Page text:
There are a few reasons for this, smaller is definitely harder to do. Also once I go under 6" I am having to make sure that all of my "waste" is covered. It does not take all the batter for one of my cake recipes to make a small cake like this, I will have quite a bit left over, not to mention the extra fondant, buttercream, etc. It is also taking me the same amount of time in the oven (actually more usualy b/c I don't have that many small pans) and the same amount of time to do the dishes etc...

indydebi Posted 13 Jul 2007 , 11:42am

lely, you have explained practically perfectly the concept of "overhead" and why high volume (big cakes) merit lower prices than low volume (small cakes) which require higher prices. Scrap factor, set-up and tear-down (clean up), basic material costs (same number of disposable piping bags whether you're decorating one big cake or 20 small cakes), and TIME.

Momof4luvscakes Posted 13 Jul 2007 , 12:04pm

I had a bride the other day want 25 smaller cakes with a little bigger cake for the bridal party table. I did not dare quote a price right off the bat because I knew it would be a PITA! I finally mailed her a quote, and I think she is rethinking that. I really did not want to do all that work, so I priced it high enough so if she did decide to do that, it would be worth my while. Do not end up losing money on this deal!!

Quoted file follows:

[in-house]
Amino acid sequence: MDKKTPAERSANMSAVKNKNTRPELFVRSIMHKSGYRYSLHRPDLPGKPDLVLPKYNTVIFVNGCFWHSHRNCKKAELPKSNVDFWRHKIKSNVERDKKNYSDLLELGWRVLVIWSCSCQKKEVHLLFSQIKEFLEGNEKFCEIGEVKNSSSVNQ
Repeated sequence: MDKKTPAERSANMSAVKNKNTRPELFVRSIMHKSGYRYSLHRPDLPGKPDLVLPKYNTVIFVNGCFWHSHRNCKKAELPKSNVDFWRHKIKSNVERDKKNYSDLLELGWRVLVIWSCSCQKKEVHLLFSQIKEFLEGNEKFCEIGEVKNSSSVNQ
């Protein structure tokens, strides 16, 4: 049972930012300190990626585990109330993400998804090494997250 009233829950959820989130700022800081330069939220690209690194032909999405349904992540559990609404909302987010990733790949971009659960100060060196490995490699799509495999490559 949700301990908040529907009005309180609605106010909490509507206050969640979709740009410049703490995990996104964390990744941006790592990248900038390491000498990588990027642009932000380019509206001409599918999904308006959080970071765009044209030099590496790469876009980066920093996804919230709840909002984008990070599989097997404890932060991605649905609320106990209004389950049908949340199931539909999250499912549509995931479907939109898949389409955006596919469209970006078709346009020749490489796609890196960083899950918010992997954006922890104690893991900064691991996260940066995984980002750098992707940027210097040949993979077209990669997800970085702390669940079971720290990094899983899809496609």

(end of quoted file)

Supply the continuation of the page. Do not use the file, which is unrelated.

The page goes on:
rebe Posted 13 Jul 2007 , 12:55pm

Definitely go with the highest price. i tried these a little smaller than 3x3 with poured fondant. i must admit they taste great but i would think twice about doing them again. way to hard to frost something that small. i hope it goes well for you.

SweetHope Posted 13 Jul 2007 , 2:41pm

Here is the site where you can find various mini cakes with pricing.
www.carriescakes.com/cakes.php?style=11&sort=ranking
It confirms it is not worth making them for less than $10! HTH icon_smile.gif

indydebi Posted 13 Jul 2007 , 2:55pm

SweetHope, what a great reference site! I saved this to show brides if they try to go this route! Thanks a bunch!

SweetHope Posted 13 Jul 2007 , 5:23pm

You are very welcome Indydebi. So many times I have found the mini cake question on the forum and I was very happy when I visited this site. I am sure this can be very helpful.

leily Posted 13 Jul 2007 , 5:33pm
Quote:
Originally Posted by indydebi

lely, you have explained practically perfectly the concept of "overhead" and why high volume (big cakes) merit lower prices than low volume (small cakes) which require higher prices. Scrap factor, set-up and tear-down (clean up), basic material costs (same number of disposable piping bags whether you're decorating one big cake or 20 small cakes), and TIME.




Thanks indydebi, I had originally had Overhead typed in, but that words meaning seems to be lost on here so I figured examples are always the best!

Sweethop - That link was a good one, I have bookmarked it also.